On Tuesday, The New York Times reported that the Department of Justice has shaken up its investigation into the July 2014 death of Eric Garner. “F.B.I. agents who have been investigating the case were replaced with agents from outside New York,” says the Times. “Federal prosecutors in Brooklyn are no longer assigned to the case.”
While the D.O.J. won’t comment, according to the Times, the reasoning is simple. FBI officials in New York have been opposed to bringing charges against Daniel Pantaleo, the NYPD officer that killed Garner. Meanwhile the Civil Rights Division at the DOJ in Washington, D.C., believes they have a case to make.
To us laypeople, it seems ridiculous that this would even be up for debate. The infamous Ramsey Orta-captured footage shows, clearly as can be, Pantaleo placing Garner in a chokehold until the man is no longer breathing. It’s a fair question to ask: what in the hell is taking the D.O.J. so long?
Pantaleo’s legal defense is that the chokehold was accidental. Says the Times, “The officer said he tried to use a maneuver that involved hooking an arm underneath one of Mr. Garner’s arms while wrapping the other around his torso. During the struggle, Officer Pantaleo said he feared he would be pushed through a storefront window behind him.” In December of 2014, a state grand jury on Staten Island bought the argument: Pantaleo was not even indicted. Apparently, the NYC-based FBI agents that have just been replaced saw it the same way.
But the D.O.J., thankfully, is not walking away. Even before this shakeup, nailing a successful conviction was far from assured. Now it’s a few ticks harder: this NYC-DC spat is (in the form of the eventual FBI reports) admissible in court. Still, the D.O.J. is marching on.
Maybe they’re convinced they can still win a case against Pantaleo. Maybe they just understand the symbolic importance of not letting the case die. As the Times points out, “Two years ago, when Eric H. Holder Jr. was attorney general, he told colleagues that the evidence made clear that the Justice Department should bring charges … prosecutors might lose, he said, but the government had to bring the case.”
Again and again, we've seen the officers involved in the police killings that have become national flash points go free. Some are acquitted at trial; some, like Pantaleo, are not indicted at all, and get to avoid a trial. But as the news of the Garner investigation shakeup indicates, there is still some small hope of a symbolic victory.
The D.O.J. is currently engaged in some form of investigation in the deaths of both Philando Castile, in Falcon Heights, Minnesota, and Alton Sterling, in Baton Rouge, Louisiana. In the latter case, United States Attorney Walt Green has said "a team of career federal prosecutors, FBI agents and support personnel have devoted hundreds of hours to the investigation" and that the investigation "remains ongoing, and will conclude only when we have gathered, reviewed and evaluated all available evidence. There is no timetable for when this will be finished." In the former, a D.O.J. spokesperson tells The FADER, "in the review of the death of Philando Castile, the Department of Justice will continue to monitor the state’s process and stands ready to provide assistance as needed.”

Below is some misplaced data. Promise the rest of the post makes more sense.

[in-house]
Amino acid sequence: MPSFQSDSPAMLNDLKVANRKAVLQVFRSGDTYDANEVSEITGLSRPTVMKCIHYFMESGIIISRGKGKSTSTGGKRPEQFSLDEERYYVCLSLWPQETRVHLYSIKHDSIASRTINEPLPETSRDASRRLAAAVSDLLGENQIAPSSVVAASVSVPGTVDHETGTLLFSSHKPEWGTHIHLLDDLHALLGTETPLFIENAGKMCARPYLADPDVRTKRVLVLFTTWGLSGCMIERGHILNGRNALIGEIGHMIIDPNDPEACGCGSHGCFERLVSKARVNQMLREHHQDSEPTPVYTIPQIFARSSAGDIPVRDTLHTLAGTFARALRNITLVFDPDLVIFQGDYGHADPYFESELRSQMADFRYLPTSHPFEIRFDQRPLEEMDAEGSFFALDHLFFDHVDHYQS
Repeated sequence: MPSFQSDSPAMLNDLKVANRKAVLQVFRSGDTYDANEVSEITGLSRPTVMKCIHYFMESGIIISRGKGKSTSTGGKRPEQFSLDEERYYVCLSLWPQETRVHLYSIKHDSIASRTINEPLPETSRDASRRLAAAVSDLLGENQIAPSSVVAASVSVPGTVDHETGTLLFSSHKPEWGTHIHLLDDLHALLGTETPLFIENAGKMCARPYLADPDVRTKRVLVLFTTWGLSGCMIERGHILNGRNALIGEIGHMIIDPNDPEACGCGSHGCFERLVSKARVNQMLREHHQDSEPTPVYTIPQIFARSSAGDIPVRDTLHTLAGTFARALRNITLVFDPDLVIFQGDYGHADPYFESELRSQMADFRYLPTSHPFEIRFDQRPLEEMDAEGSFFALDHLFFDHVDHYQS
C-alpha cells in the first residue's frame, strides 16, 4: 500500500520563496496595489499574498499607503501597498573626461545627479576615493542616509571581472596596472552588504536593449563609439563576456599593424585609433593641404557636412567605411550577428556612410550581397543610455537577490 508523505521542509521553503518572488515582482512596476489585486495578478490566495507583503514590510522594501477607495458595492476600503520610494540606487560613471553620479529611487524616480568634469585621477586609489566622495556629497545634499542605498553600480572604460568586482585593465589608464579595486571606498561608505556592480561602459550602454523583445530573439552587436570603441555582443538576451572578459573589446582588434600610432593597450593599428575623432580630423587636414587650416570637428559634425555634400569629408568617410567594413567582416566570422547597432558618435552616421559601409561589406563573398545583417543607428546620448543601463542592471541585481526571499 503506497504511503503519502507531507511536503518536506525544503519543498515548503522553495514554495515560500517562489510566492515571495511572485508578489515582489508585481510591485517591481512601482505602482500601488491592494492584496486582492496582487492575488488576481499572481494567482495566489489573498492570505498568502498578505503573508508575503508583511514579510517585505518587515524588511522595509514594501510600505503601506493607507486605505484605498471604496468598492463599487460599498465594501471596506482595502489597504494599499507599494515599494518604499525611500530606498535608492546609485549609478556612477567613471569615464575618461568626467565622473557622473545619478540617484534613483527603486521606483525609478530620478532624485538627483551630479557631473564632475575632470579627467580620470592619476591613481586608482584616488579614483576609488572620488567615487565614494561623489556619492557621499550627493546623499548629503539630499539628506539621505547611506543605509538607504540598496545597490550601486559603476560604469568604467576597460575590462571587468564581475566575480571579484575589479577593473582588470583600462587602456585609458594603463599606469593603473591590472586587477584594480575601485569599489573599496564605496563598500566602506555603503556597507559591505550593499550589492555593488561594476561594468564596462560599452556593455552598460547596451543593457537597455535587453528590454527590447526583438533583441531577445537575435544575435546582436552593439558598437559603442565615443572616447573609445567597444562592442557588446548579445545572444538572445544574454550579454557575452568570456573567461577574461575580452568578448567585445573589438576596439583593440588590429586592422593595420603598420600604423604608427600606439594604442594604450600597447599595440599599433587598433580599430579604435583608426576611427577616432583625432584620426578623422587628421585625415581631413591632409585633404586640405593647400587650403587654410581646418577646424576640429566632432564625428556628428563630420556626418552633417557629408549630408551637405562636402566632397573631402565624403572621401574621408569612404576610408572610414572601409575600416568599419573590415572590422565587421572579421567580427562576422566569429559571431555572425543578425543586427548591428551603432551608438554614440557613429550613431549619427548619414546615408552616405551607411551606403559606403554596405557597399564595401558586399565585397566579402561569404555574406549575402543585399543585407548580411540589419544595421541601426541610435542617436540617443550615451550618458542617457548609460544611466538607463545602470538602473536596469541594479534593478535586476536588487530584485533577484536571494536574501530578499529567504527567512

Meanwhile, there are more immediately auspicious signs of legal recognition. In South Carolina, Michael Shlager — the officer that shot Walter Scott in the back as the man was running away — is facing both murder charges from the state and violation of civil rights charges from the federal government. Last week, Deborah Danner, a 66-year-old mentally ill woman, was shot and killed by NYPD officer Hugh Barry inside her Bronx apartment. Said police commissioner James O’Neill, “What is clear in this one instance: We failed.” (Officer Barry has been stripped of his gun and badge, and a full investigation has been promised).
It’s harrowing to think of Garner’s family. After killing Garner, Pantaleo was assigned to desk duty, but is still an active cop. Tuesday’s news is good news: the D.O.J.'s removal of obstructionist FBI agents is promising. But there’s still no clear indication of when, or if, the D.O.J.'s investigation will lead to charges. So two years since his death, Garner’s family wait in pained limbo for some kind of official recognition of his victimhood.
Many of the activists involved in the movement wait with them. Earlier this summer I profiled Silky Slim, head of Baton Rouge’s Stop The Killing Inc., and the man who distributed the footage of the killing of Alton Sterling. I asked him what would make him feel that the efforts of his group, and groups like it, had been worthwhile. "An indictment of a cop that had been involved in a shooting?" I offered. He cut me off. “A conviction! A conviction!,” he shouted. “Even if it’s just one! If just one get convicted! ‘Cause then the next one knows there’s a chance his ass could stand trial, too.”
Speaking to the New York Daily News, Eric Garner’s widow Esaw Garner voiced a strikingly similar sentiment. "I’m very pleased about it,” she said about the investigation shakeup. “But I don’t want to count my chickens before they hatch.” As for the potential impact of a conviction, she added, “They don’t want to make these goddamn cops accountable. If they would just put away one — not even all of them, just one — than the other ones would think about what they’re doing before they do it.”